Oppenheimer is regarded as the latest piece of event cinema to grace theaters around the world, thanks in no small part to its release alongside Barbie. While the two films may have different market appeals, the more noticeable difference setting Oppenheimer apart is its broad variety of available viewing formats. Between IMAX either in 70mm film or digital, Dolby, or more, we’re here to clear things up for the prospective Oppenheimer attendees.
Oppenheimer: Should You Watch in IMAX Digital or 70mm Film, Dolby, or Traditional Theaters?
If you have the luxury to choose, Oppenheimer is best viewed on IMAX equipped with 70mm film, as digital is an inferior experience. If you don’t have this option, either Dolby or no IMAX at all is the best alternative. Clearing things up right away, if you have an IMAX in your area, you should quickly check if it’s digital or film. Oftentimes, places like AMC, Regal Cinemas, and Cineplex will advertise that they have IMAX, and if they’re equipped with 70mm, it’ll be shown on the page.
Management will often know, and if they’re dealing with film, they will be likely stressing about it. As an industry professional, I’ve heard horror stories of the frustration surrounding when a reel of an especially long film falls off and becomes a tangled mess, and the literal blood, sweat, and tears that come with handling and cutting film.
Oppenheimer is a 3-hour film, and on 70mm, it’s obnoxiously cumbersome. You’ve probably seen the news stories laughing about how it’s 11 miles long when laid out, and 600 pounds. With 70mm film being 3.5 times the size of traditional film, this isn’t a surprise, especially for long movies like this. It’s also incredibly rare to find, with IMAX listing 19 locations in the US, 6 in Canada, 3 in the UK, 1 in Australia, and 1 in the Czech Republic where you can watch Oppenheimer like this.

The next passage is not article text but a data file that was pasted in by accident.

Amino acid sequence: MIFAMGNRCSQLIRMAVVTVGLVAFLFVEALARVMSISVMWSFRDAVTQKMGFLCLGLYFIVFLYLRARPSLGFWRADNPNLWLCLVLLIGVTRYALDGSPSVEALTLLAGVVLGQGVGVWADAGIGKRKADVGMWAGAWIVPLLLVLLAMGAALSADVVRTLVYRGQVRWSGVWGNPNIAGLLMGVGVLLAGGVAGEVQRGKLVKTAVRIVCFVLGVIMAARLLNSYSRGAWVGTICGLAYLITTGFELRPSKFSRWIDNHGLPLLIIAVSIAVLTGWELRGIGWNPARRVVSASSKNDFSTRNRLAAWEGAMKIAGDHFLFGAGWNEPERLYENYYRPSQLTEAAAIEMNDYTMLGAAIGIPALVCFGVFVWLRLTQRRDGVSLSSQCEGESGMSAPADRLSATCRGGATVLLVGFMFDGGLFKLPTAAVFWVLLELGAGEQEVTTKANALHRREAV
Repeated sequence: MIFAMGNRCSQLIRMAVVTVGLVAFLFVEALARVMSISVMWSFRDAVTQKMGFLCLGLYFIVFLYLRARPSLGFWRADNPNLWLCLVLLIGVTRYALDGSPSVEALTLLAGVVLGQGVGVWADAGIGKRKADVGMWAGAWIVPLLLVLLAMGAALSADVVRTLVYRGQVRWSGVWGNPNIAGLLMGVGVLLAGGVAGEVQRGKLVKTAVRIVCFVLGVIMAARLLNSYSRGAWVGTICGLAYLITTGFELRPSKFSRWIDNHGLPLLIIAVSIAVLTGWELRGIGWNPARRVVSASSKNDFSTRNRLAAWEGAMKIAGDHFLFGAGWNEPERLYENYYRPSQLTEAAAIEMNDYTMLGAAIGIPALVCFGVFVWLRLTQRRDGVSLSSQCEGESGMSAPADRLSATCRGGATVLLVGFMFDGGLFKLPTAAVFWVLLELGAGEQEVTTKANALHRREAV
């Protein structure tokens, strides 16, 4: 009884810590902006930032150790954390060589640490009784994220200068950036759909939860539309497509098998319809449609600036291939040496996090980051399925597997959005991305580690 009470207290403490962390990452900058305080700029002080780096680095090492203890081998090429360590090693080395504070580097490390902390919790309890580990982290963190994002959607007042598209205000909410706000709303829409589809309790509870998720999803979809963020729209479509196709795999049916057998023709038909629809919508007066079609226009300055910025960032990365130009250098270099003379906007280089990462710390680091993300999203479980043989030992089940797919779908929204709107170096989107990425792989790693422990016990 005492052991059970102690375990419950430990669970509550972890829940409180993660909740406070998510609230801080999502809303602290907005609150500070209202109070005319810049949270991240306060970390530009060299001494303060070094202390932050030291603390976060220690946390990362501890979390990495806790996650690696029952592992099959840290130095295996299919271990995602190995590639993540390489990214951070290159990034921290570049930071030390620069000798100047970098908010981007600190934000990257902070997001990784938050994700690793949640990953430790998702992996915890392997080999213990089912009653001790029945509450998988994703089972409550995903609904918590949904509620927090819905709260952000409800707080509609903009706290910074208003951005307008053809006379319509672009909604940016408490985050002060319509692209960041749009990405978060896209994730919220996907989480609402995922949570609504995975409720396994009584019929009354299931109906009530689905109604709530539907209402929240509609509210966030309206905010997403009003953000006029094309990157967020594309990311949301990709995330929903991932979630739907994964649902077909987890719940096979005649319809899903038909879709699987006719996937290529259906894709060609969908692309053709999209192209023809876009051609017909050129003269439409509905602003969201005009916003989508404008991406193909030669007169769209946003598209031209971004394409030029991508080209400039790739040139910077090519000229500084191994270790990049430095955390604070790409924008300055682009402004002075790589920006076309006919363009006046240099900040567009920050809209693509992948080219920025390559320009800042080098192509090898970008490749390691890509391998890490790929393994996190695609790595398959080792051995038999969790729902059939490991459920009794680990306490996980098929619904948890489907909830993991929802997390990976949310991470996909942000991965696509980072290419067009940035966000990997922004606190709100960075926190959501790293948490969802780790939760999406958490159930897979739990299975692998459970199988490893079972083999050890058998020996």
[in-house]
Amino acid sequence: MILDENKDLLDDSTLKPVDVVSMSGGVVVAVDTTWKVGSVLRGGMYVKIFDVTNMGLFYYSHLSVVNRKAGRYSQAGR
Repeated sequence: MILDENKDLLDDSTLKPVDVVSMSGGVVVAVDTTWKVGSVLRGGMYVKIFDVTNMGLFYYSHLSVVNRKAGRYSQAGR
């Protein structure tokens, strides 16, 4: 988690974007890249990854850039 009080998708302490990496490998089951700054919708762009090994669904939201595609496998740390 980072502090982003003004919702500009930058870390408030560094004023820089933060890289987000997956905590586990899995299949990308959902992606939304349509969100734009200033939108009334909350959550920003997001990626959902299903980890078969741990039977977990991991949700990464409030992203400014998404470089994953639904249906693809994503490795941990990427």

Why is Oppenheimer Better in IMAX 70mm Film Instead of Digital?
Oppenheimer in 70mm film allows you to see more than triple the resolution of traditional film, and the image clarity can reach a whopping 18K. Digital, sometimes referred to as “lieMAX”, is more plentiful in theaters worldwide, but is often a mere upscaling job, with 2K (2,048 x 1,080) with bulbs or 4K (4,096 x 2,160) with lasers.
Unlike in the world of audiophiles where the dynamic range argument makes digital win over analog music formats, film is still vastly superior to digital. It’s also way harder to handle and requires trained projectionists not only to run it but even to carefully unpack it.
Should Oppenheimer Be Viewed on Dolby or Traditional Theaters?
This question is more or less just “if you’re willing to settle for digital” and if you don’t have IMAX. Frankly, if your theater has IMAX and Dolby showings, but the IMAX is digital, you’re likely just as well off choosing the Dolby option. Alternately, depending on your region, there are alternatives like AVX, and it’s often cheaper for a similar experience. IMAX Digital loses the image fidelity but retains the excellent audio experience, but Dolby or AVX maintains similar features.
Christopher Nolan is an auteur director who wields sound mixing like a hammer, which some people might not enjoy. Many viewers would argue this is one of the more overbearing, insistent drawbacks of his films, so a non-IMAX, non-Dolby option might be just as worthwhile.
What About Lamp Bulbs vs. Lasers for Oppenheimer?
Okay, now you’re just holding up the line. But really, the bulbs vs. lasers argument is similar to the 70mm vs. digital issue: many theaters don’t have lasers as they’re very expensive. Lasers in general upgrade the visual fidelity of your movie (2K up to 4K), and are far easier to maintain (if you work there) than bulbs. They are the clear option to choose and AMC displays when lasers are used for their IMAX showings.
Some might say bulbs don’t need calibration and are thus easier, but that’s incorrect, it’s just that a lot of the calibration is automatic. The real ones also know that replacing lamp bulbs can be very scary, and you are often given Kevlar or similar materials to wear, including face masks, as they can explode if handled wrong. But the reality is that even though bulbs can break costing thousands of dollars, many companies won’t spend the extra amount to transition to lasers for a long time.
While film and lamp bulbs can be cumbersome, they create irreplaceable experiences unless you plan on shelling out a ton of cash to create a comically expensive home theater. If you have a projectionist in your life, tell them they’re a reel one; they’ll either fight the urge to slap you or love you forever. Most movie theaters dread a box office bomb, but Oppenheimer makes a spectacle out of the occasion, wherever you are fortunate enough to see it.
- This article was updated on September 7th, 2023